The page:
We conclude that the evidence of defendant’s guilt did not rest upon an identification which was so doubtful, vague, and uncertain as to fail to produce an abiding conviction of guilt. The judgment does not, therefore, warrant reversal.

Defendant next contends that the State’s failure to inform defense counsel of an alibi defense rebuttal witness unfairly influenced his decision to present an alibi defense. He argues in essence that defense counsel complied with its obligation to disclose information to the State regarding his defense of alibi in accordance with Supreme Court Rule 413(d)(iii) (73 Ill. 2d R. 413(d)(iii)); consequently, defendant claims he was entitled to reciprocal compliance by the State with regard to disclosure of rebuttal witnesses under Supreme Court Rule 412(a) (73 Ill. 2d R. 412(a)). We note that the requirement of reciprocal discovery is mandated by Wardius v. Oregon (1973), 412 U.S. 470, 37 L. Ed. 2d 82, 93 S. Ct. 2208.

In this regard, the record indicates that shortly after trial began, defense counsel Fox gave the State two pages of handwritten notes, which he believed were made by former defense counsel Adam concerning interviews with Ivette Rodriguez and Sonia Gonzalez, whose names appeared on the notes. The two sheets were unsigned and undated, and defense counsel did not know when, where, or how the information therein was taken, but he characterized this submission as defendant’s “answer.” It further appears that Ivette subsequently testified contrary to the information contained in the notes. In particular, she testified on direct examination to picking up defendant at 7:30 p.m. on the night in question, but on cross-examination she admitted to telling attorney Adam that she picked up defendant at 9 p.m., and she further denied on cross-examination telling Officer Musial that she picked up defendant at 9 p.m. On redirect examination, Ivette testified that she told attorney Adam she first saw defendant “after 8 o’clock and it was somewhere between 8:00 and 9:00” and that during her conversation with Adam she changed the time to “9:30 that night, or ten.” In rebuttal, Musial testified that Ivette told him she picked up defendant at 9 p.m. Defendant thus maintains that *384the State’s failure to reveal Musial’s testimony beforehand crucially affected the decision to present the alibi defense.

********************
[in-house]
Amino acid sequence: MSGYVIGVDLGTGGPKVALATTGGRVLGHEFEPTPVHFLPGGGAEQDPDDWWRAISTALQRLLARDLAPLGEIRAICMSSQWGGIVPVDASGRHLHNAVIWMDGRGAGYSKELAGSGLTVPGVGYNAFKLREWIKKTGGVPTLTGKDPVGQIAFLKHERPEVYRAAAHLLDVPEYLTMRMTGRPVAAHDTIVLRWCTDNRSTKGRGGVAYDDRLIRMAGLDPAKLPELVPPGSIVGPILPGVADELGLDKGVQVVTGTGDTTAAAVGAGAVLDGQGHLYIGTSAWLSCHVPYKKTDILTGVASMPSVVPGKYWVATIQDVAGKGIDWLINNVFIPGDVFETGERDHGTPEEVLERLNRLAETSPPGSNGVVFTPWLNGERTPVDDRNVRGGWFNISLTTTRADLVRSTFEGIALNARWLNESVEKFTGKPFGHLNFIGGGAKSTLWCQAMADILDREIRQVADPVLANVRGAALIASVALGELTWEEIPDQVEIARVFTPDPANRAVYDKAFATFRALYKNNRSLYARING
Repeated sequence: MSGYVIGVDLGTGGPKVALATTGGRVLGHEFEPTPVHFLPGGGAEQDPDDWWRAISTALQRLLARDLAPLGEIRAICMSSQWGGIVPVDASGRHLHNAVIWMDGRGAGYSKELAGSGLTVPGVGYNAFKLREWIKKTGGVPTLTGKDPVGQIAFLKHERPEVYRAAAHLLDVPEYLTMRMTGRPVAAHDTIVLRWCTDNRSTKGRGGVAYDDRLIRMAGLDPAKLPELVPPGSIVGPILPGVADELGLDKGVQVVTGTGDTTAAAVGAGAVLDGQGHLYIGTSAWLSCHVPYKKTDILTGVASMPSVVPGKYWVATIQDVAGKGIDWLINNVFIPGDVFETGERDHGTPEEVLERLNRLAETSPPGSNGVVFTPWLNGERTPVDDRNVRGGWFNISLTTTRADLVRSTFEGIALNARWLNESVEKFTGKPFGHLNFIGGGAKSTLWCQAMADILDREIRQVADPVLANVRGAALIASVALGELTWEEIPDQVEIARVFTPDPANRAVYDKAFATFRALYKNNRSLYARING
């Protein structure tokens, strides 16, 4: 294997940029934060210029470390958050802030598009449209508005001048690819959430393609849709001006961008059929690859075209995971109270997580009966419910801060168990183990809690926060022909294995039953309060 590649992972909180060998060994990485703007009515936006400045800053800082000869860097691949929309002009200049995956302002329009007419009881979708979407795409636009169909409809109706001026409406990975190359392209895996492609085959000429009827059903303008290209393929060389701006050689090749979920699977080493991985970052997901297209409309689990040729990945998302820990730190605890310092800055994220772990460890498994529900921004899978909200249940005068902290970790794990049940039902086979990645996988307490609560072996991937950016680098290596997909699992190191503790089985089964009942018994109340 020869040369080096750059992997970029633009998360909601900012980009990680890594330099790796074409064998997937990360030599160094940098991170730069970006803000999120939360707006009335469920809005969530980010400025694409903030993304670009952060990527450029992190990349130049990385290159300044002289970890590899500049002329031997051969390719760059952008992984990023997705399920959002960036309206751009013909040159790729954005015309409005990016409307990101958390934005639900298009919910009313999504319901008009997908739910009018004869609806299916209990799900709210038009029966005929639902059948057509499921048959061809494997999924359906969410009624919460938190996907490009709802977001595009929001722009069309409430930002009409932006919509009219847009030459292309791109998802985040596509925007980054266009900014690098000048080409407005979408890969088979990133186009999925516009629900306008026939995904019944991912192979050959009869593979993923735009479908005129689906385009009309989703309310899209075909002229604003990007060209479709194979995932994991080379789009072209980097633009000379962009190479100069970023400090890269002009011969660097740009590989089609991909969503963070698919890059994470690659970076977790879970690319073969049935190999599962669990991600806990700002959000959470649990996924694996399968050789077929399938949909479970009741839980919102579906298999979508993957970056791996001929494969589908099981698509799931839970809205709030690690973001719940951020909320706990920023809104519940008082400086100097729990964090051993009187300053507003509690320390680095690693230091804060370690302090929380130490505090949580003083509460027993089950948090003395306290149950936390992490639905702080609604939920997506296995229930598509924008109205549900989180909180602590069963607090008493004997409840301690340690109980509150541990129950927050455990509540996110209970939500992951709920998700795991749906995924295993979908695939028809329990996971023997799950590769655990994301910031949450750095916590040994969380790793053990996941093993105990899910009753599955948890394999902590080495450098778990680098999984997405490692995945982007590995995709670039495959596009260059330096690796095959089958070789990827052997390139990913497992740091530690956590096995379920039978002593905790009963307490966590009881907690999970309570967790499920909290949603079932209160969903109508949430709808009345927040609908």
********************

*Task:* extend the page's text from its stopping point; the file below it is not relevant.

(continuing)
We need not address the various points made by the parties in support of their positions, for it is manifest that the State’s nondisclosure of Officer Musial’s rebuttal testimony did not cause defendant unfair prejudice. Expanding upon defendant’s argument, had Musial’s proposed testimony been revealed to defendant before trial and had defendant as a consequence decided not to present the alibi defense, the testimony of Rubin Mercado, already found to be sufficiently strong to convict, would have been further strengthened by standing uncontradicted. Additionally, defendant does not assert that if he had known Musial would testify, Ivette’s testimony would not have been self-contradictory, for to say that Ivette would have testified differently would, in light of the record, be tantamount to asserting either that her testimony would not have been helpful to defendant or that it would have been false. In other words, the harm to defendant stems not from Musial’s testimony but from the contradictions in Ivette’s, and the trial court so found. Furthermore, we note that where the State fails to comply with a discovery request, it is nevertheless within the sound discretion of the trial court to admit testimony of unlisted witnesses, and the admission of such evidence does not constitute error absent a showing of prejudice and surprise. (People v. Mason (1978), 61 Ill. App. 3d 918, 378 N.E.2d 384; also see People v. Dees (1977), 46 Ill. App. 3d 1010, 361 N.E.2d 1126.) We conclude, therefore, that even if the State failed to disclose the substance of Musial’s testimony, there was no serious prejudice to defendant.

Finally, defendant contends that he was denied a fair trial by the trial court’s failure to grant immunity to a defense witness who purportedly told defendant and defense counsel that another man named Linguna, who was apparently deceased at the time of trial, had admitted to the witness that he (Linguna) and not defendant had shot Darang. We find no merit to this contention as presented.

There is no general sixth amendment right of defendants to demand that witnesses of their choice be granted immunity or that indictments against them be dismissed. (United States v. Herman (3d Cir. 1978), 589 F.2d 1191, cert. denied (1979), 441 U.S. 913, 60 L. Ed. 2d 386, 99 S. Ct. 2014; United States v. Wright (2d Cir. 1978), 588 F.2d 31, cert. denied (1979), 440 U.S. 917, 59 L. Ed. 2d 467, 99 S. Ct. 1236; United States v. Ramsey (7th Cir. 1974), 503 F.2d 524, cert. denied (1975), 420 U.S. 932,43 L. Ed. 2d 405, 95 S. Ct. 1136; also see In re Kilgo (4th Cir. 1973), 484 F.2d 1215, 1222.) Furthermore, it is the law in this State that courts have no inherent power to immunize witnesses in order to secure testimony which the defense deems relevant. People v. Bracey (1981), 93 Ill. App. 3d 864, *385417 N.E.2d 1029; People v. Frascella (1980), 81 Ill. App. 3d 794, 401 N.E.2d 1045.

Defendant’s reliance on Government of the Virgin Islands v. Smith (3d Cir. 1980), 615 F.2d 964, is misplaced. In that case, the court discussed two due process grounds upon which the immunized testimony of a defense witness may rest. The court stated in that regard: